Milk thistle also has protective effects on the liver. The compound containing silymarin extract is dosed at 0.25 ml for small breed dogs, 0.5 ml for medium-sized dogs, and 1.0 ml for large breed dogs, and be given q8-12h. Cats should receive 0.25 ml q8-12h.

B vitamins are generally administered. This author prefers not to use benzodiazepine tranquilizers to stimulate the appetite because of sedative side effects and their potential for hepatotoxicity in the cat.

The prognosis is fair to guarded depending on whether or not the anorexia disappears and the appetite returns. Predisposing psychological stressors might be difficult to reverse.

Canine Hepatic Lipidosis

Hepatic lipidosis in the dog is generally a secondary disease associated with diabetic ketoacidosis. It will resolve once the primary disorder is cured.


This is an inflammatory disorder of the hepatobiliary tree. In the cat it has 2 main types: 1) suppurative cholangitis/cholangiohepatitis, and 2) nonsuppurative cholangiohepatitis. Advanced inflammatory disease can progress to cirrhosis. These syndromes can be associated with other conditions such as duodenitis, pancreatitis, and cholecystitis. In the tropics, cholangiohepatitis can be caused by the liver fluke, Platynosomum concinnum. Cholangiohepatitis in the cat can occur with cholecystitis with the latter often becoming a surgical disorder when it becomes emphysematous or if it is associated with biliary outflow obstruction.

The clinical signs include varying degrees of anorexia, weight loss, dehydration, vomiting, diarrhea, hepatomegaly, and jaundice. Fever is sometimes present especially in the cat with suppurative cholangiohepatitis. Anterior right-sided abdominal discomfort might be evident on palpation. The clinical pathologic features include elevated serum transaminases, alkaline phosphatase, and bilirubin levels and bilirubinuria. A neutrophilia is common with the suppurative type. Eosinophilia is occasionally present with fluke infections in the cat. A liver biopsy is necessary for a definitive diagnosis. Some advocate ultrasound guided percutaneous gall bladder aspiration for culture and cytology, but this procedure might cause leakage and bile peritonitis.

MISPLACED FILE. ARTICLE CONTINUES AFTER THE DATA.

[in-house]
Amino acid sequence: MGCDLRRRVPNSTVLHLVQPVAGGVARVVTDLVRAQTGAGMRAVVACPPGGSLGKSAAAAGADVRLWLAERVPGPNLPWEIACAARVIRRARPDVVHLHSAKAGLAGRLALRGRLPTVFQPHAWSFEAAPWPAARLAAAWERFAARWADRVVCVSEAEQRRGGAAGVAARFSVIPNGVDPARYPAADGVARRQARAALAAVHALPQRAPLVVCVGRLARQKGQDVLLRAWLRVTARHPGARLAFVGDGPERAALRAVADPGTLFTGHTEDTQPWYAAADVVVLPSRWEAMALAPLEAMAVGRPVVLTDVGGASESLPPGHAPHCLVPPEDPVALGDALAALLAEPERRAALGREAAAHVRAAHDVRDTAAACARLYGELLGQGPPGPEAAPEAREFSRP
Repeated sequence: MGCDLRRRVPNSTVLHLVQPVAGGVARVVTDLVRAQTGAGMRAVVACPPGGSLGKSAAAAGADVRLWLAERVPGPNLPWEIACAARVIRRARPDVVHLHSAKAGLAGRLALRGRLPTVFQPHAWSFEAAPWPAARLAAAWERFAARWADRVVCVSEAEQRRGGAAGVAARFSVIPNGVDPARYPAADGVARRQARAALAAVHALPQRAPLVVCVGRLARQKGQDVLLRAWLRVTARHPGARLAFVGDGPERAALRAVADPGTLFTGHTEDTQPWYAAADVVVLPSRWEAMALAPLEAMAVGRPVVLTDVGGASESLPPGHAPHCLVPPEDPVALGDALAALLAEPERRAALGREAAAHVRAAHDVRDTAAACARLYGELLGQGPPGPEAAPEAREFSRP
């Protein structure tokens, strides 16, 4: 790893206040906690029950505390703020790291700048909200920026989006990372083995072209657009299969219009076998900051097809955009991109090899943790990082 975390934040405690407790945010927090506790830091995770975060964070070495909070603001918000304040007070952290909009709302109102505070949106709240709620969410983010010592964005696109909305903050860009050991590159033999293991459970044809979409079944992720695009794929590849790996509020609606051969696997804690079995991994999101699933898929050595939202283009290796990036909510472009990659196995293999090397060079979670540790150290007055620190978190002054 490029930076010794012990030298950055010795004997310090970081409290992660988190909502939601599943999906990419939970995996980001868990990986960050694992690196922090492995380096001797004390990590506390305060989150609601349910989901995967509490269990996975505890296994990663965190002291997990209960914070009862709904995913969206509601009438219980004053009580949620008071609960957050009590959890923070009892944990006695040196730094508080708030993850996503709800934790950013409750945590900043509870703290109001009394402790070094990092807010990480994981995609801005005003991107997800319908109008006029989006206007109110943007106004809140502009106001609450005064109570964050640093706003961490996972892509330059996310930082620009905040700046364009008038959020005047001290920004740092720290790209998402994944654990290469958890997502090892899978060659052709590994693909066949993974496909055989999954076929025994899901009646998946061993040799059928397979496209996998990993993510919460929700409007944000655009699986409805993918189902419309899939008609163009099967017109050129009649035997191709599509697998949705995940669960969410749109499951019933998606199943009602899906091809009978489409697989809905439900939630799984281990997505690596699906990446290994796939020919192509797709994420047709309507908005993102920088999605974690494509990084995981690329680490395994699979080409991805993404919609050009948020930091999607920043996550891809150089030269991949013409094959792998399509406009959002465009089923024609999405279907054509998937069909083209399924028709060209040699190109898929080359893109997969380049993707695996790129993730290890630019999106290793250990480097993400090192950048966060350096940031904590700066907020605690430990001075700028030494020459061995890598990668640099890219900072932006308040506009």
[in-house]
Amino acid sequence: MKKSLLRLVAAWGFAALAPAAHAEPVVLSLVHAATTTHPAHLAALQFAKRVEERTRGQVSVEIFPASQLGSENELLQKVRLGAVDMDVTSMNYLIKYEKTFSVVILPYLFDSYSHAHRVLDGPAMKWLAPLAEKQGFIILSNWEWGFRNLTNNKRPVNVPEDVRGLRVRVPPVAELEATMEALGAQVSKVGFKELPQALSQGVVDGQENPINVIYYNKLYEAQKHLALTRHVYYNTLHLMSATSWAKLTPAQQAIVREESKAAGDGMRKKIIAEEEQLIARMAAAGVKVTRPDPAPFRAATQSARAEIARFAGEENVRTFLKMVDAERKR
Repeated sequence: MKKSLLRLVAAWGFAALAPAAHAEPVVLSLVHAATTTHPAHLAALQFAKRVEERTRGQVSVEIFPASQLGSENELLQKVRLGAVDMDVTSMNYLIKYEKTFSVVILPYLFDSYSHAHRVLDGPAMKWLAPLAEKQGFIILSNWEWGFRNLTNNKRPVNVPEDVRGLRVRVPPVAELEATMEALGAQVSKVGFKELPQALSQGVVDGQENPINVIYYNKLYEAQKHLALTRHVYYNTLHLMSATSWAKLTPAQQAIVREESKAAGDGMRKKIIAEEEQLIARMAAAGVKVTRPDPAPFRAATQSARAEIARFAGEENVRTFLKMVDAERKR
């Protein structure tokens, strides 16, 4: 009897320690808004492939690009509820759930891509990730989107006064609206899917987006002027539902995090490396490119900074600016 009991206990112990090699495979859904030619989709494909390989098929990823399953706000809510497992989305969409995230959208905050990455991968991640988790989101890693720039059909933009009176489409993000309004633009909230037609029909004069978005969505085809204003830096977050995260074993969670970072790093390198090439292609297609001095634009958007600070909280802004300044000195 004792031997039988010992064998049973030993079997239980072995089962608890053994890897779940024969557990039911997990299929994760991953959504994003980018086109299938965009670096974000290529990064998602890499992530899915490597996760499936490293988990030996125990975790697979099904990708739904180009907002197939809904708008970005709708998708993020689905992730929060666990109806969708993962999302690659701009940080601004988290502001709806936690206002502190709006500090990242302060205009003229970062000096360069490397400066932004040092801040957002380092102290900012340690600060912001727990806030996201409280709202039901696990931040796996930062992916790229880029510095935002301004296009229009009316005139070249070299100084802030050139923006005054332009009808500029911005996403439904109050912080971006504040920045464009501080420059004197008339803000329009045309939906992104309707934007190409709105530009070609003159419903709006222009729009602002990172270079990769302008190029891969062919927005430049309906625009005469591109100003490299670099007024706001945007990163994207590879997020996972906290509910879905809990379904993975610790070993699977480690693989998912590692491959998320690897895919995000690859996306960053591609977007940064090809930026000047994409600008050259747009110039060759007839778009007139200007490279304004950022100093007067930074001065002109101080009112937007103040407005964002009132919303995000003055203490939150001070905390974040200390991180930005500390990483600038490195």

Fluid therapy and B vitamins are important for both types of cholangiohepatitis. Vitamin K1 should be given when there is obstruction to bile flow. Antibiotics are strongly recommended for the suppurative form; those commonly used include those effective against gram-negative bacteria. SAM e and milk thistle are also used as liver support drugs.

For nonsuppurative cholangiohepatitis in the cat, prednisone is recommended at a daily dose 2.2 mg/kg for 1-2 weeks and then slowly tapered to an alternate day regimen over a 4-6 week period.

Feline liver flukes are treated with praziquantel at 20 mg/kg once daily for 3 consecutive days. Fenbendazole at 50 mg/kg PO can also be given for 5 consecutive days. The prognosis is fair to good if the condition is treated before biliary fibrosis becomes established.


Cholestatic hepatopathy is characterized by bile stasis within the canaliculi. It can occur with cholangitis, cholangiohepatitis, or it can be due to adverse drug reactions on the liver. Other causes include various enterotoxins, sepsis, and certain inflammatory disorders such as acute pancreatitis. These conditions are managed medically along with the discontinuation of any predisposing medications, herbs, or other hepatotoxins and the treatment of the primary underlying disorder. Liver supportive measures can include the administration of ursodiol, SAM e, milk thistle, and adequate nutrition and vitamins.


The posthepatic causes of jaundice in the cat include those disorders that cause common bile duct obstruction. These conditions are listed in Table 2.

Table 2. Causes of posthepatic jaundice in the cat.

Pathologic process



Inflammatory stricture

Acute pancreatitis


Bile duct tumors



Duodenal tumors (ampullary)

Lymphosarcoma, carcinoma, leiomyosarcoma, leiomyoma



Liver flukes


Sludged bile


The clinical pathological features of this group of disorders include remarkably elevated serum alkaline phosphatase, cholesterol, and bilirubin levels. Serum transaminase levels will vary from mild to moderately elevated. The hemogram is seldom contributory, except for prolonged coagulation times due to the inactive vitamin K dependent factors II, VII, IX, and X. Parenteral vitamin K1 treatment is recommended.

Radiographs and abdominal ultrasound examinations might suggest masses or markedly dilated bile ducts. Surgical exploratory is essential for an absolute diagnosis and the determination of the treatment plan and prognosis.

Speaker Information
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Michael Schaer, DVM, DACVIM, DACVECC
University of Florida
College of Veterinary Medicine
Gainesville, Florida, USA